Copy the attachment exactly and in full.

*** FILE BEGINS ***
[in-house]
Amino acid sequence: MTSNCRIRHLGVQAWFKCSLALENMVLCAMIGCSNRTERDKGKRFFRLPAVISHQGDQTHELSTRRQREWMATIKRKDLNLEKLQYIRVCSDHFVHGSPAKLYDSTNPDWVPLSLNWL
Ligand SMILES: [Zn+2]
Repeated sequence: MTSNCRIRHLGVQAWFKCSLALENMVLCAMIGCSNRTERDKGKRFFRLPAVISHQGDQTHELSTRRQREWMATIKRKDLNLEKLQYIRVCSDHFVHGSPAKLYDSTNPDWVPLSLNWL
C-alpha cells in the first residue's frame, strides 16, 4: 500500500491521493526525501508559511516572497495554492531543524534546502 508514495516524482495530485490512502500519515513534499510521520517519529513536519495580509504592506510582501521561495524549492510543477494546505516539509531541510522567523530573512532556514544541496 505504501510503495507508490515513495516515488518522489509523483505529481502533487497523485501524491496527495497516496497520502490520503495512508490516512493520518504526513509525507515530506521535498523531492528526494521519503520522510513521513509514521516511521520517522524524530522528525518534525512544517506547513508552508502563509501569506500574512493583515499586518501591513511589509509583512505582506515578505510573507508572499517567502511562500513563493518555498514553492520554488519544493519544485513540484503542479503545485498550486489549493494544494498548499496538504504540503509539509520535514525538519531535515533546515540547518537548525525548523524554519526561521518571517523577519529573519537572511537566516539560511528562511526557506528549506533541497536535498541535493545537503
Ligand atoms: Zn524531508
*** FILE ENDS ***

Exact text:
[in-house]
Amino acid sequence: MTSNCRIRHLGVQAWFKCSLALENMVLCAMIGCSNRTERDKGKRFFRLPAVISHQGDQTHELSTRRQREWMATIKRKDLNLEKLQYIRVCSDHFVHGSPAKLYDSTNPDWVPLSLNWL
Ligand SMILES: [Zn+2]
Repeated sequence: MTSNCRIRHLGVQAWFKCSLALENMVLCAMIGCSNRTERDKGKRFFRLPAVISHQGDQTHELSTRRQREWMATIKRKDLNLEKLQYIRVCSDHFVHGSPAKLYDSTNPDWVPLSLNWL
C-alpha cells in the first residue's frame, strides 16, 4: 500500500491521493526525501508559511516572497495554492531543524534546502 508514495516524482495530485490512502500519515513534499510521520517519529513536519495580509504592506510582501521561495524549492510543477494546505516539509531541510522567523530573512532556514544541496 505504501510503495507508490515513495516515488518522489509523483505529481502533487497523485501524491496527495497516496497520502490520503495512508490516512493520518504526513509525507515530506521535498523531492528526494521519503520522510513521513509514521516511521520517522524524530522528525518534525512544517506547513508552508502563509501569506500574512493583515499586518501591513511589509509583512505582506515578505510573507508572499517567502511562500513563493518555498514553492520554488519544493519544485513540484503542479503545485498550486489549493494544494498548499496538504504540503509539509520535514525538519531535515533546515540547518537548525525548523524554519526561521518571517523577519529573519537572511537566516539560511528562511526557506528549506533541497536535498541535493545537503
Ligand atoms: Zn524531508